Asaf certainly covered the formal parts of it; I'll try to answer what I believe is the underlying issue in understanding.
For real numbers, we have a rather "intuitive" way of thinking what "all" of them are - every possible combination of digits in decimal, for instance.
But when we do formal mathematics and set theory - which we need to if we want to talk about concepts such as infinite cardinalities, then things are more complicated than that. What does the above mean when formalized?
There's a simple fact to be considered here: Our language - natural language, formal language of logic and pretty much anything else we can actually work with - is finite in nature. This means that no statement that we can make can distinguish every single element of an uncountable set. It's not a matter of the "right" language - whatever we humans can do and understand is finite in nature, fundamentally.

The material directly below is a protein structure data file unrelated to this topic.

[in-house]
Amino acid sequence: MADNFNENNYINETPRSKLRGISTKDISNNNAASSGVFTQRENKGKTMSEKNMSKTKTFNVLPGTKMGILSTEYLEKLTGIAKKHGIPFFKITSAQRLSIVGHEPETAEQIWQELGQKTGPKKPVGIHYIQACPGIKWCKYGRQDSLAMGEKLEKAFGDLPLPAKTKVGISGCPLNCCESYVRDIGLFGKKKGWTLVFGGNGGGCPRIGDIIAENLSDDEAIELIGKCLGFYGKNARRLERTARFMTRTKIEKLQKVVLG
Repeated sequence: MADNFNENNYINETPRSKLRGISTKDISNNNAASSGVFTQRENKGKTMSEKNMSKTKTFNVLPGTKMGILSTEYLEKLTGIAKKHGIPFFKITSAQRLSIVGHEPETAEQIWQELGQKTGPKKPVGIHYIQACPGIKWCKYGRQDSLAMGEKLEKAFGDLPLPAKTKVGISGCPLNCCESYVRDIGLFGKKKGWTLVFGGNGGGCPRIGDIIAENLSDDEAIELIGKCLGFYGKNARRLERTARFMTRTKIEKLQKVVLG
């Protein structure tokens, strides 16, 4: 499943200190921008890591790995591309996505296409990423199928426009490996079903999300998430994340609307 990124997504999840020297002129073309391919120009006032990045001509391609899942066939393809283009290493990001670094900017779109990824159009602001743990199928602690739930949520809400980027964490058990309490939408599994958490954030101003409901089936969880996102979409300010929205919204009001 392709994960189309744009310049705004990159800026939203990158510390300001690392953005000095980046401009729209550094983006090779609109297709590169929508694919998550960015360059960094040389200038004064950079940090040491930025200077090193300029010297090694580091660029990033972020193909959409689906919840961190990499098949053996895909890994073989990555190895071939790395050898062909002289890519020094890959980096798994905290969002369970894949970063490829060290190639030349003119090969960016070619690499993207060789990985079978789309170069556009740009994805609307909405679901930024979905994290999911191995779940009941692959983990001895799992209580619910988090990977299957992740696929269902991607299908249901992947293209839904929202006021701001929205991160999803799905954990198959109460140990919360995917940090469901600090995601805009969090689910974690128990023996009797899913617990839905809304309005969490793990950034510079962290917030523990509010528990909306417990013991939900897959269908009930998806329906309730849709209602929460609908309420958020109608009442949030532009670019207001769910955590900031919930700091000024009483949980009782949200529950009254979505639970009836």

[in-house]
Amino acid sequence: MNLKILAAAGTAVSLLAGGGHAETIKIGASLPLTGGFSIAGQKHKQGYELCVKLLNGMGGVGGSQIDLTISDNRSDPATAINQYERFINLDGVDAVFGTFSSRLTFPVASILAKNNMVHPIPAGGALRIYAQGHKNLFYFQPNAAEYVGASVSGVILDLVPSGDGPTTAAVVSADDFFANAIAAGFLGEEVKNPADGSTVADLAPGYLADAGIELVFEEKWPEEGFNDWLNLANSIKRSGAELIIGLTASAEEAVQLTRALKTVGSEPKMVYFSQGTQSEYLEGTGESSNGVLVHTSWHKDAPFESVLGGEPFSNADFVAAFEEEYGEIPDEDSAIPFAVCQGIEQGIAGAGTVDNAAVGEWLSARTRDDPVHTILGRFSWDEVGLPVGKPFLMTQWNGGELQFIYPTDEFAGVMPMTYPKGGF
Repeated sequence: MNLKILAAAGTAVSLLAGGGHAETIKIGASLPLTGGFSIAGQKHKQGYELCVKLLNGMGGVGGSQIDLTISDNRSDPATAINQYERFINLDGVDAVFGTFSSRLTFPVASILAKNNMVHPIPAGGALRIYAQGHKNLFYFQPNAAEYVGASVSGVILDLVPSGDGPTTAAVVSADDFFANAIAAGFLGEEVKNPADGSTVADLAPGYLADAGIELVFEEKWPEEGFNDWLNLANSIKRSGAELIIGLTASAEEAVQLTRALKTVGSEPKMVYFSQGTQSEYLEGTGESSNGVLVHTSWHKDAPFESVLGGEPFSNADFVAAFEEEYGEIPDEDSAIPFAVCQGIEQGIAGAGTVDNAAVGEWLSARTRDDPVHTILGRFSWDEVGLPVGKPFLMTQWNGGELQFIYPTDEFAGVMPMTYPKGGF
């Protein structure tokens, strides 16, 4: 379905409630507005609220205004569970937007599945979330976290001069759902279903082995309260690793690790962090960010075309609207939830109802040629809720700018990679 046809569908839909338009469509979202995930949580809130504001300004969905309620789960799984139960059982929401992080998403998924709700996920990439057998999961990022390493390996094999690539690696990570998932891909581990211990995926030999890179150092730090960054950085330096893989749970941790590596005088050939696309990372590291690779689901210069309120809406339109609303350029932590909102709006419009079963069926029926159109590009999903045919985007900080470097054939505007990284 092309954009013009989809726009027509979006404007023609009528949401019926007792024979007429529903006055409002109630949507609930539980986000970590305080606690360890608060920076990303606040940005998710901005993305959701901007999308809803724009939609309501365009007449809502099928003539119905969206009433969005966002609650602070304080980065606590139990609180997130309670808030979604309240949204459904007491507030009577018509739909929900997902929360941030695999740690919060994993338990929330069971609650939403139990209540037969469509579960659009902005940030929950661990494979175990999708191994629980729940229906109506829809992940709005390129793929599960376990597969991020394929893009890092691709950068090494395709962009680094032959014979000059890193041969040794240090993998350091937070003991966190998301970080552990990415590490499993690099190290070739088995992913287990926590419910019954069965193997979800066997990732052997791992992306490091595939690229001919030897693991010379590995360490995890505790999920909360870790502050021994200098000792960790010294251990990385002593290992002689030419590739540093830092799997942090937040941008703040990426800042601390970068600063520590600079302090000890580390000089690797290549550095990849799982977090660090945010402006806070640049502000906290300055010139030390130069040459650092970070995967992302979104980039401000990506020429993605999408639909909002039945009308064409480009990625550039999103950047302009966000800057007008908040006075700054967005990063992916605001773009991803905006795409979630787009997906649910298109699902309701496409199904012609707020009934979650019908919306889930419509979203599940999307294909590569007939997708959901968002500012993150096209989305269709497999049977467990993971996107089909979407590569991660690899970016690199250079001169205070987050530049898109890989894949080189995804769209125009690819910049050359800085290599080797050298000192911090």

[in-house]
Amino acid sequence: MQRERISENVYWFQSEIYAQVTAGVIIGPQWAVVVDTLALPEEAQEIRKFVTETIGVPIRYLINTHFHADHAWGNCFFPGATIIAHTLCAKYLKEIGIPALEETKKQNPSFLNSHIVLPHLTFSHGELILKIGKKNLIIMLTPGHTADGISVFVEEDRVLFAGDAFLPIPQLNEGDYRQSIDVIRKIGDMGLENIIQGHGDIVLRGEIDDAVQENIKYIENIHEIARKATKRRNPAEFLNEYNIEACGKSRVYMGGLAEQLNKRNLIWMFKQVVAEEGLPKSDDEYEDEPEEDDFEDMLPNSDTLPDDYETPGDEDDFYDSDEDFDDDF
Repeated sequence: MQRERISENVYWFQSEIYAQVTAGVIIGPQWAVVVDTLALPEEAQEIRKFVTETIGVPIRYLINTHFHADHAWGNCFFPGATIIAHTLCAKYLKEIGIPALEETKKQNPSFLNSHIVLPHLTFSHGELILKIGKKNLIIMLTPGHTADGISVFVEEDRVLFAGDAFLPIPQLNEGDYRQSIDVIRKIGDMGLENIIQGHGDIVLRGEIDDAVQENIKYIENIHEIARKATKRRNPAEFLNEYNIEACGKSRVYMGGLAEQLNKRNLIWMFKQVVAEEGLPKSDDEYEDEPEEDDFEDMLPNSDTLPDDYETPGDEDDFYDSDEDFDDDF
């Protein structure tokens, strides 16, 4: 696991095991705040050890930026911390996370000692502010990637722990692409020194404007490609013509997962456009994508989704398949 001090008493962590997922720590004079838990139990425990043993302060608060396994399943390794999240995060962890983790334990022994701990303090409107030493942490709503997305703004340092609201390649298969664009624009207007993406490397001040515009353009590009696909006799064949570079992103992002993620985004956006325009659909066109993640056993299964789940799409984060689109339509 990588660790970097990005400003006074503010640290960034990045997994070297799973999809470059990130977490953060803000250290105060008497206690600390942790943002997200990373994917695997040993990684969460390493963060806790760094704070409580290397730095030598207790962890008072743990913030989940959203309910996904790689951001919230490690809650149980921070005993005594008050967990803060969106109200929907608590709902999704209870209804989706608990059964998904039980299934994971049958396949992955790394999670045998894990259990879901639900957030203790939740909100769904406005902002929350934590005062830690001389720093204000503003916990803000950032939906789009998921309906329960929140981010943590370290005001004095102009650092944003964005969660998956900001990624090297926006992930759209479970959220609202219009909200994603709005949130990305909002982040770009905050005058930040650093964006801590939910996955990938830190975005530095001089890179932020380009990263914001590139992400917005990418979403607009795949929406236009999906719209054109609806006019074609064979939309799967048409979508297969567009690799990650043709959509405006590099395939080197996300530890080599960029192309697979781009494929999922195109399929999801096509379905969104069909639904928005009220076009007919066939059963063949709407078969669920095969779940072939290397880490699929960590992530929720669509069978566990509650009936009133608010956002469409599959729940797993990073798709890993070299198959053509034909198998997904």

This also applies to set theory, and so what happens is that certain models of set theory leave some (or rather most) of these intuitive "real numbers" out simply because there's no formula to describe them (or more precisely, distinguish them from all other "real numbers"). And the same is, of course, true for bijections between (infinite) sets.
And since cardinalities basically are all about the existance of bijections (with the natural numbers, the reals or whatever else), the model of set theory we choose can change which sets and bijections "exist" and thus the answers to your questions.
What does that mean for the "real reals"? That, in the end, is a matter of belief.
Many mathematicians will take the pragmatic approach and work with what they need.
It may seem worrying that this might mean their "reals" miss numbers - but consider that they are only missed because there is no way whatsoever to describe them. No formula, no definable function, not a zero of those or anything else. The fact that we have no way of describing them means they cannot cause any problems when missing, too - because if they did, we'd have a way to describe what is missing and thus the number in question.
Of course, there also is the realist's view that the "reals" as intuitively described exist, and in fact, many mathematicians will likely take that point of view unless they need set theoretic formalism for something.